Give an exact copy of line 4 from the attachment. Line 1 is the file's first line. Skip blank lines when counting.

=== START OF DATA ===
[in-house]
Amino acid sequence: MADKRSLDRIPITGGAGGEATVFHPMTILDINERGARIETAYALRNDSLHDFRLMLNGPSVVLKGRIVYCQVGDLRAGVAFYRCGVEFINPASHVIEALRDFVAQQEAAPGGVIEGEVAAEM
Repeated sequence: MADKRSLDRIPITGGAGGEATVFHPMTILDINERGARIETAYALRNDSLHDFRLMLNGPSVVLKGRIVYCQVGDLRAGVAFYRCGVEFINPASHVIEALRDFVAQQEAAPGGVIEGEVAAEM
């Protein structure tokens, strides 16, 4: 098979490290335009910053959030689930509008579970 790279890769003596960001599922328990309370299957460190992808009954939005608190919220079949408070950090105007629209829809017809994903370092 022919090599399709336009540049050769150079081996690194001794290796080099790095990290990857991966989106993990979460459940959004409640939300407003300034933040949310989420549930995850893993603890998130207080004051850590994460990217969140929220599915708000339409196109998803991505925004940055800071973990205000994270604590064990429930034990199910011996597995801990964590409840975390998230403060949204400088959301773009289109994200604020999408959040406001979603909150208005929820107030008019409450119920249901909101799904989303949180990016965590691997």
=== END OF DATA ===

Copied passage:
């Protein structure tokens, strides 16, 4: 098979490290335009910053959030689930509008579970 790279890769003596960001599922328990309370299957460190992808009954939005608190919220079949408070950090105007629209829809017809994903370092 022919090599399709336009540049050769150079081996690194001794290796080099790095990290990857991966989106993990979460459940959004409640939300407003300034933040949310989420549930995850893993603890998130207080004051850590994460990217969140929220599915708000339409196109998803991505925004940055800071973990205000994270604590064990429930034990199910011996597995801990964590409840975390998230403060949204400088959301773009289109994200604020999408959040406001979603909150208005929820107030008019409450119920249901909101799904989303949180990016965590691997």